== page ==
Hand rearing Black Cockatoos photos.
Sorry we don't keep or breed this species anymore!
Frequently asked questions:
Q: Do I need a license to keep this species of bird?
A: Yes you do, for a pet bird you need a companion bird license. Best thing is to get in contact with your
local state National Parks office to find out what you need in your state and at what cost. They recommend
to allow 23 days to get the companion bird license.
Q: We don't live in the same state as you do but can we have the bird this weekend?
A: When a potential buyer lives interstate it means that the bird has to be exported out of one state into another. This involves some paperwork through
NPWS ( National Parks & WildLife Services) with an application by both parties involved, for a state import
and export transfer license. Cost is about $20.00 but is slow to get and has to be applied for well before the bird/s
are to travel.
Q: Can you tell me if there is any difference in suitability as pets between the male and the female,
I know the females are a little smaller and have yellow spots as they get older, but as to suitability,
I have no idea and canít find any info?
A: The hen birds and cock birds show the spots from a juvenile stage. The hen's spots get brighter with age and
the cock bird will lose the spots and barring on the tail after two years and will go fully black with a red tail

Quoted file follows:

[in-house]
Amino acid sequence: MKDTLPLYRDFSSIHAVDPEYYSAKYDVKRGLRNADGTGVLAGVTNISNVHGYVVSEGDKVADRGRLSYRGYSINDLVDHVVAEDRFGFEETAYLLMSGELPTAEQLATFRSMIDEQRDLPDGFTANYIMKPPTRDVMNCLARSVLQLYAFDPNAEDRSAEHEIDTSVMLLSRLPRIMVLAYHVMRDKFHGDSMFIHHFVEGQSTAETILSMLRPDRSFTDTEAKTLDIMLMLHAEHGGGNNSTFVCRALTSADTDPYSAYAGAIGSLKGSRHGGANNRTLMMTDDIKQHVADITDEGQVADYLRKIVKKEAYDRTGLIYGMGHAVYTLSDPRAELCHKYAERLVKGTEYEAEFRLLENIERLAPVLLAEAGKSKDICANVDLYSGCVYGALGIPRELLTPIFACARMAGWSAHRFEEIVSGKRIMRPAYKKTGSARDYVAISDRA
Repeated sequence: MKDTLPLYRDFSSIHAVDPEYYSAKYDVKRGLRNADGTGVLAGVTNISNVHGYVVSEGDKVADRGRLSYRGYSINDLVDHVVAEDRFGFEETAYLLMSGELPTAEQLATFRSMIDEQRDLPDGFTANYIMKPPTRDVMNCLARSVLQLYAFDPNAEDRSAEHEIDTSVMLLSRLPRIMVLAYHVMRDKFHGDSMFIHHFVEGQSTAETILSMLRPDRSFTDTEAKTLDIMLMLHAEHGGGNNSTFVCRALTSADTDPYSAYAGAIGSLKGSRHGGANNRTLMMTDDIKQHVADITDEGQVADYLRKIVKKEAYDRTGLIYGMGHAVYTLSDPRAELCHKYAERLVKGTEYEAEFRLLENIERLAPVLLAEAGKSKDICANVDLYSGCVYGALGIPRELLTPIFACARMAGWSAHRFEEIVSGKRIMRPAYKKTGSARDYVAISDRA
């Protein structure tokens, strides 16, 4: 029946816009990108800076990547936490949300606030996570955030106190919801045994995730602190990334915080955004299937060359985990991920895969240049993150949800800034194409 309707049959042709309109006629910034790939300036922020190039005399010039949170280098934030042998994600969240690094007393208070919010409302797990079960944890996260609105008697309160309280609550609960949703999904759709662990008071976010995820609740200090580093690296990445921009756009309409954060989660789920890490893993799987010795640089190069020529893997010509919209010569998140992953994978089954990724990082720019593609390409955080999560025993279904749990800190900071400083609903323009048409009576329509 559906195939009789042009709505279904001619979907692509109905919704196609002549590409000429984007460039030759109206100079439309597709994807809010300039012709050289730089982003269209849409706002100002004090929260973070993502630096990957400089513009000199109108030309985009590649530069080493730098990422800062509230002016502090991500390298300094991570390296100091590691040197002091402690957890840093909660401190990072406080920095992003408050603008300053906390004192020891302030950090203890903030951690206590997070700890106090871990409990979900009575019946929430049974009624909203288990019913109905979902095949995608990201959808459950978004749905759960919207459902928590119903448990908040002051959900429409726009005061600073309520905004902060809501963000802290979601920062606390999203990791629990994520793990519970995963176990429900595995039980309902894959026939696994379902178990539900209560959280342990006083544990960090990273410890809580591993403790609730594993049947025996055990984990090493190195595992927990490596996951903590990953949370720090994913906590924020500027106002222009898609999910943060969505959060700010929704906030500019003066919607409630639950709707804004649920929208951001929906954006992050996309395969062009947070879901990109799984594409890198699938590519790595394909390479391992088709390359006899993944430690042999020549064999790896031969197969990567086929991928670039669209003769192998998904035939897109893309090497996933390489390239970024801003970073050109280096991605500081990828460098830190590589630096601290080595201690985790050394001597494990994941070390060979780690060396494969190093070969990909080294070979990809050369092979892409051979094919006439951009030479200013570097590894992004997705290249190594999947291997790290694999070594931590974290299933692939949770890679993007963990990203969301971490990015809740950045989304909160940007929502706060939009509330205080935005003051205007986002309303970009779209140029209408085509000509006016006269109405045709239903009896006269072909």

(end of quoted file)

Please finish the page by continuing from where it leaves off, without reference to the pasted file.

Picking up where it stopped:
(without the red barring). The hen birds retain the red barring in the tail. Because of the time frame involved,
if it is necessary to know the sex of the bird it is always best to get the bird DNA tested to ascertain gender.
Personality doesn't matter too much between the sexes for the first few years. Both are docile and love a cuddle.
When the males get older they may want to breed and start to show off their plumage more and spread their wings. Some
birds may try to mate your hand but this is rare as there would be an absence of breeding log or hen bird to stimulate the cock bird.
Q: How much socialisation does the little Red Tail get with people, (kids and adults) and other animals?
A: The Black gets handled by the whole family on odd occasions but because of their placid nature it isn't really that necessary,as
they will go to most people at any age. These birds are very laid-back and clumsy at a young age.
They can be trained with other animals but this comes back to the keeper for training
Q: Do you train the birds into harness, clip wings?
A: With Blacks to be kept for pets we recommend clipping the wings as they don't have much flying sense at this
age and will fly into anything and crash land to the floor which could rearrange most households.
Black can be trained for a harness but we don't do the training.
Q: What do I feed the bird when I get him home.
A: The bird will take one or two days to settle into its new surroundings, it has a lot to get used to such as: new noises
and voices, different people than it was used to, other pets etc. For this reason don't panic if the bird doesn't eat
too much, it will eat when it gets hungry. The bird has been weaned off on soaked pigeon mix seed and sunflower seed.
Black will eat some greens like milk thistle, silverbeet, endives, broccoli, corn on the cob and some apple.
Later, they will love to chew into any gum branches, leaves and gumnuts or nuts from bottle-brushes, seeded bulbs from
banksia shrubs and trees, unsprayed fruit tree branches etc. For calcium we feed cuttle-bone pieces, this gives the bird calcium
trace minerals and salt.
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